The first floor is all about components: every type of switch, every cable and every screw can be found here, often in bags of thousands. The second floor is filled with circuit boards and small gadgets, from video cameras to headsets. The higher you go, the bigger and more sophisticated the devices get: smartphones, drones, hoverboards. On the top floor, the tenth, a blinding cornucopia of LEDs of every shape and colour assails the eyes.
The SEG Electronics Market (pictured) and similar places in the Huaqiangbei district of Shenzhen, a fast-growing city in southern China, an hour’s drive north of Hong Kong, have been described as sweet shops for hardware geeks. But they are better understood as showcases and sales offices for the thousands of factories in the city’s hinterland and elsewhere in China. The people at the markets’ booths are happy to sell you items in ones or twos, but they prefer to talk to much bigger customers on the phone.
Huaqiangbei’s markets are also a perfect symbol of how dominant China has become in the electronics industry. The country is the core of the sector’s global supply chain. Chips and other components pour in, mostly from other Asian countries; they are assembled in China; the finished devices are then sent all over the world. China is home to more than half of the world’s manufacturing capacity for electronics, estimates Henry Yeung of the National University of Singapore.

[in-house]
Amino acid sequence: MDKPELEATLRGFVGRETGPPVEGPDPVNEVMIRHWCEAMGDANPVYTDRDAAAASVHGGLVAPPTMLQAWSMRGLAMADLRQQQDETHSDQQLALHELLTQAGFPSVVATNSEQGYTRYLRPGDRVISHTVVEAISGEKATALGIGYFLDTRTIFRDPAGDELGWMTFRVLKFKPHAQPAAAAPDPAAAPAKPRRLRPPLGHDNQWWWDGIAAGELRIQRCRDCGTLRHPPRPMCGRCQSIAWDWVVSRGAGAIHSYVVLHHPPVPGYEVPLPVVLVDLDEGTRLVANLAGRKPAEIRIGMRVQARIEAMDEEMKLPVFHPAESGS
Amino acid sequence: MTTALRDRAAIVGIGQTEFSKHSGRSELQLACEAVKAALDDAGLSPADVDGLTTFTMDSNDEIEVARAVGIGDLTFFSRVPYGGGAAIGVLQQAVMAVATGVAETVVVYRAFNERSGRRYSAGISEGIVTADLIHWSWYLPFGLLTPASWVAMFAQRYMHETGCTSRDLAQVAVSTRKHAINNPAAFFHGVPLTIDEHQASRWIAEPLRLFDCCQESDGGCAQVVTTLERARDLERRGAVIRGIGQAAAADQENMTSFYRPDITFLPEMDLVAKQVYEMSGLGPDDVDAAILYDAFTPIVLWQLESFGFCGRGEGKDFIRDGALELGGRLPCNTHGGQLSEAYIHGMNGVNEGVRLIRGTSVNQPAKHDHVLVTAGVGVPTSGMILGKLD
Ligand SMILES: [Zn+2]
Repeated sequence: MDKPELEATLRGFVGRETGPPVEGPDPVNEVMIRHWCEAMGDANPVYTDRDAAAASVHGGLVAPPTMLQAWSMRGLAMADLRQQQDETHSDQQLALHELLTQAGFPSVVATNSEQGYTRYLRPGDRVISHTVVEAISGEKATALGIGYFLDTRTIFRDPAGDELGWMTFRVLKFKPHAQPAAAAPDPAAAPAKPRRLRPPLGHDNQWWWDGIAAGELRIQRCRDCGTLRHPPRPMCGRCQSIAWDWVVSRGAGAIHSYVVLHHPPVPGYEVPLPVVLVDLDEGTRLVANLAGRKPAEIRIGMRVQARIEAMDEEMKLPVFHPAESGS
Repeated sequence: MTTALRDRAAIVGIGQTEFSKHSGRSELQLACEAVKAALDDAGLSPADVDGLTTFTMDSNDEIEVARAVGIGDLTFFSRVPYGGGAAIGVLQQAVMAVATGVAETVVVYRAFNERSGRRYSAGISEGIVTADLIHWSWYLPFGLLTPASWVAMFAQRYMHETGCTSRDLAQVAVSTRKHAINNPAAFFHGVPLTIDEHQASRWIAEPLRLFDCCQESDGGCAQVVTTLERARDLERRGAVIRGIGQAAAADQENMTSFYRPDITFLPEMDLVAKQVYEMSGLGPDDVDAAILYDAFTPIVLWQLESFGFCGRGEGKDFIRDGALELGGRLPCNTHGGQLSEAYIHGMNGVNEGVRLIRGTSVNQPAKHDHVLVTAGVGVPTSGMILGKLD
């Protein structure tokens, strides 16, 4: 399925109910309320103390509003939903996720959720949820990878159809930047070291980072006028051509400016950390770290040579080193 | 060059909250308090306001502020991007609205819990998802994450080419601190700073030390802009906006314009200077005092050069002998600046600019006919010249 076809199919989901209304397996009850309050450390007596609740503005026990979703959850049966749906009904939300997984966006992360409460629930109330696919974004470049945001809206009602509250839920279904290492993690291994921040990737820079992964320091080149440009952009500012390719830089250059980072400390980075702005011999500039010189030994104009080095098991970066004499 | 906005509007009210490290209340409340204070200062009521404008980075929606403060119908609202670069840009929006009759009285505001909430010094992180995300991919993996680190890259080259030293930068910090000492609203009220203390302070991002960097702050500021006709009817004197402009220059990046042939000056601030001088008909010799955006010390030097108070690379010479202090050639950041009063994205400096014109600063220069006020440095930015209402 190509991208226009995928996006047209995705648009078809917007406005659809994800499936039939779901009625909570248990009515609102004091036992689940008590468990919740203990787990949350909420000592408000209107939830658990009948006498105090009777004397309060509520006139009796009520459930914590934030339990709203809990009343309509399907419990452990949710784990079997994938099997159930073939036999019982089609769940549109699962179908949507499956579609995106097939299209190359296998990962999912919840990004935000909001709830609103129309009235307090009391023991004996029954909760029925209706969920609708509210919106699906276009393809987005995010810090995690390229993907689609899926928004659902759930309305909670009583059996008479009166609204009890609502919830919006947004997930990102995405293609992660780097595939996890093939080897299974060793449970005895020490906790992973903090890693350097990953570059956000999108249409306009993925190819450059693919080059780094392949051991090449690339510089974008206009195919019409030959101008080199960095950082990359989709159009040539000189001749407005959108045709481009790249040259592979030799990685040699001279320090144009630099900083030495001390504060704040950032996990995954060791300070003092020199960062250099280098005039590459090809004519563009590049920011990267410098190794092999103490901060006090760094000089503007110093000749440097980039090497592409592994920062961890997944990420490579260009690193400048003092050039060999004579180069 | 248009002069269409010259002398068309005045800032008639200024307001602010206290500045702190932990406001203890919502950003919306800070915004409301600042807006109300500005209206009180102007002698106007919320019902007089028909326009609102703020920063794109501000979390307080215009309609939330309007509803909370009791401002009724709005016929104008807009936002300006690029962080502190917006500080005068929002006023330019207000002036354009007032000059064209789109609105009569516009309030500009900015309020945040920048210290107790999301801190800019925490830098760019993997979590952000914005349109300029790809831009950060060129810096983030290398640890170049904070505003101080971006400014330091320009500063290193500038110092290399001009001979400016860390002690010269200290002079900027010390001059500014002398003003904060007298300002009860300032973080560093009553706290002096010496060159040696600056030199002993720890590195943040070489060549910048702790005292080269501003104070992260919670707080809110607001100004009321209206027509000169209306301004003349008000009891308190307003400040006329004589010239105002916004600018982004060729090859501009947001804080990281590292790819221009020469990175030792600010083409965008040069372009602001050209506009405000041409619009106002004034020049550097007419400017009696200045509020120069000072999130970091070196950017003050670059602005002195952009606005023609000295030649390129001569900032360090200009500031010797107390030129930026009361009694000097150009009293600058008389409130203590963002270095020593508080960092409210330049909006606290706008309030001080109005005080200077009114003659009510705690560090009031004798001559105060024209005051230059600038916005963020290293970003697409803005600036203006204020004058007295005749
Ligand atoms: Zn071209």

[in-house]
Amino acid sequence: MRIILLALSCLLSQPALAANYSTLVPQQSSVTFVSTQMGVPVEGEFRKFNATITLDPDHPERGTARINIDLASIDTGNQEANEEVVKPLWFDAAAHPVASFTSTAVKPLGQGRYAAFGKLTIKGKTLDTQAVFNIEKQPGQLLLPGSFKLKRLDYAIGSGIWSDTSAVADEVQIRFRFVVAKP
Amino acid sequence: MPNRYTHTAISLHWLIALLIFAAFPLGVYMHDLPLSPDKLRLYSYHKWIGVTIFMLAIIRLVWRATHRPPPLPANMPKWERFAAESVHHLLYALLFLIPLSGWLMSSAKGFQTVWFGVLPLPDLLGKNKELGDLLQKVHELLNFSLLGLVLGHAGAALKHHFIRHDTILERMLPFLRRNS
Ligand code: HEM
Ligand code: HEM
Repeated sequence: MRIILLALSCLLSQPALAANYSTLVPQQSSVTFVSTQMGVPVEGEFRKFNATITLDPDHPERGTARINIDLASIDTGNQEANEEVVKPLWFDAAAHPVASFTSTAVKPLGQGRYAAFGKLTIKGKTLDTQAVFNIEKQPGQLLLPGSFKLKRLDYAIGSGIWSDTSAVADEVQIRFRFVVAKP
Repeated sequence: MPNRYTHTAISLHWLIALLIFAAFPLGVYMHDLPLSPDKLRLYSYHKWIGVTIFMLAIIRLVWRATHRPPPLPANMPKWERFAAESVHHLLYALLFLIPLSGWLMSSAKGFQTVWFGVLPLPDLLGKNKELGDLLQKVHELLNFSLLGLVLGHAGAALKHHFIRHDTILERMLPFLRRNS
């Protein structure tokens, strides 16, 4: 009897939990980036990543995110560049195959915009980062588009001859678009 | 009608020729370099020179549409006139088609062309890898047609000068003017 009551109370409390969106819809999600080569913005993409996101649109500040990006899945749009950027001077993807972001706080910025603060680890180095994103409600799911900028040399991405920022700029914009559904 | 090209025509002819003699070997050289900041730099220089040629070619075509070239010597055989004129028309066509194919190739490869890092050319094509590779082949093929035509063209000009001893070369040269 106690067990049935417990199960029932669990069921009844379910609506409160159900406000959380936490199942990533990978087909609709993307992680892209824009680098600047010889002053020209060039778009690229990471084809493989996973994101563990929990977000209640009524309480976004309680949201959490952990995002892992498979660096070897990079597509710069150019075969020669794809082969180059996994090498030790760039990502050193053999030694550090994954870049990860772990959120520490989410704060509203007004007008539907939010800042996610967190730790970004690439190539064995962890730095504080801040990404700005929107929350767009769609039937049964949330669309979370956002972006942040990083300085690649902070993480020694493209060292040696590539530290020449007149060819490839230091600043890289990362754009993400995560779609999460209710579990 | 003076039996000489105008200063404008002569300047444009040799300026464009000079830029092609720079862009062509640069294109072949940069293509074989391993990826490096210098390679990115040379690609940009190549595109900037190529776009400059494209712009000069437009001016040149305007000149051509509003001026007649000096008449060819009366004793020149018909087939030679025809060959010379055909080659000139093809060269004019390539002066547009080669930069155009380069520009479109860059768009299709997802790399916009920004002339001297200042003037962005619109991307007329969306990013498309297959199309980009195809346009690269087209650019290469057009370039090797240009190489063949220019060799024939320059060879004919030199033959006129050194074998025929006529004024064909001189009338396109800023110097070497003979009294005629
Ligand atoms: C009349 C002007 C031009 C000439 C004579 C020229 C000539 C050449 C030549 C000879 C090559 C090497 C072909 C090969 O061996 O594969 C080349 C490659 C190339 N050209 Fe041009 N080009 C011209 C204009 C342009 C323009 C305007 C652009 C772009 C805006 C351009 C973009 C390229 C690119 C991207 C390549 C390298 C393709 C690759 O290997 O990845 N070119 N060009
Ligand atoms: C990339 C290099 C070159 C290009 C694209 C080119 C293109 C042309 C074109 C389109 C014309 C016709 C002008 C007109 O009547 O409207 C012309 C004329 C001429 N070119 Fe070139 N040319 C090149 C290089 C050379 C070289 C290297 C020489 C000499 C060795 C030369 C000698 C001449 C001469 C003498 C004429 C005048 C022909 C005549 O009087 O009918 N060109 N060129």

More than half of the world’s mobile phones are made in China, along with almost all of the printed circuit boards, the guts of any device. Chinese factories install two-fifths of the world’s semiconductors. Of the production facilities operated by Apple’s top 200 suppliers, 357 are in China. Just 63 are in America.
This dominance has shot up the political agenda—in particular, in the United States. America’s trade deficit with China and unfair Chinese practices, such as the forced transfer of intellectual property and even outright theft, are the main reasons why President Donald Trump has raised tariffs on many Chinese products. But American officials have other reasons for wanting companies to re-route supply chains. Growing strategic rivalry is one worry. And on October 5th the Pentagon warned that not enough attention had been paid to the security of the electronics supply chain. The day before, Bloomberg BusinessWeek, a magazine, reported that Chinese agents had managed to implant spy chips on circuit boards used by 30 American firms, including Amazon and Apple. (Both companies have strongly denied the story, although some experts, such as Greg Allen of the Center for a New American Security, a think-tank, say the scenario is plausible.)
Read the full article and more at The Economist.